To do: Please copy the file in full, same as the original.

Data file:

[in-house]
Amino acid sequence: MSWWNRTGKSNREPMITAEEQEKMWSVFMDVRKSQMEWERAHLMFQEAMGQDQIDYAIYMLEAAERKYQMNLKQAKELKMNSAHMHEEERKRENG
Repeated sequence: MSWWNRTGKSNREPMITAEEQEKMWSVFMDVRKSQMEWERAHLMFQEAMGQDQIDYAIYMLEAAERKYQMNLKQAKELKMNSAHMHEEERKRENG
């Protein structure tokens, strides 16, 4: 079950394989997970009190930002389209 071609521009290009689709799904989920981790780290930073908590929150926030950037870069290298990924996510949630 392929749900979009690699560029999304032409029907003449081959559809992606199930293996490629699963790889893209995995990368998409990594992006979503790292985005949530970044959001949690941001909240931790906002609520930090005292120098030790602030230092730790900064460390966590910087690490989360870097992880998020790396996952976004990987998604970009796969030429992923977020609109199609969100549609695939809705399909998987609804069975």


[in-house]
Amino acid sequence: MSWWNRTGKSNREPMITAEEQEKMWSVFMDVRKSQMEWERAHLMFQEAMGQDQIDYAIYMLEAAERKYQMNLKQAKELKMNSAHMHEEERKRENG
Repeated sequence: MSWWNRTGKSNREPMITAEEQEKMWSVFMDVRKSQMEWERAHLMFQEAMGQDQIDYAIYMLEAAERKYQMNLKQAKELKMNSAHMHEEERKRENG
């Protein structure tokens, strides 16, 4: 079950394989997970009190930002389209 071609521009290009689709799904989920981790780290930073908590929150926030950037870069290298990924996510949630 392929749900979009690699560029999304032409029907003449081959559809992606199930293996490629699963790889893209995995990368998409990594992006979503790292985005949530970044959001949690941001909240931790906002609520930090005292120098030790602030230092730790900064460390966590910087690490989360870097992880998020790396996952976004990987998604970009796969030429992923977020609109199609969100549609695939809705399909998987609804069975």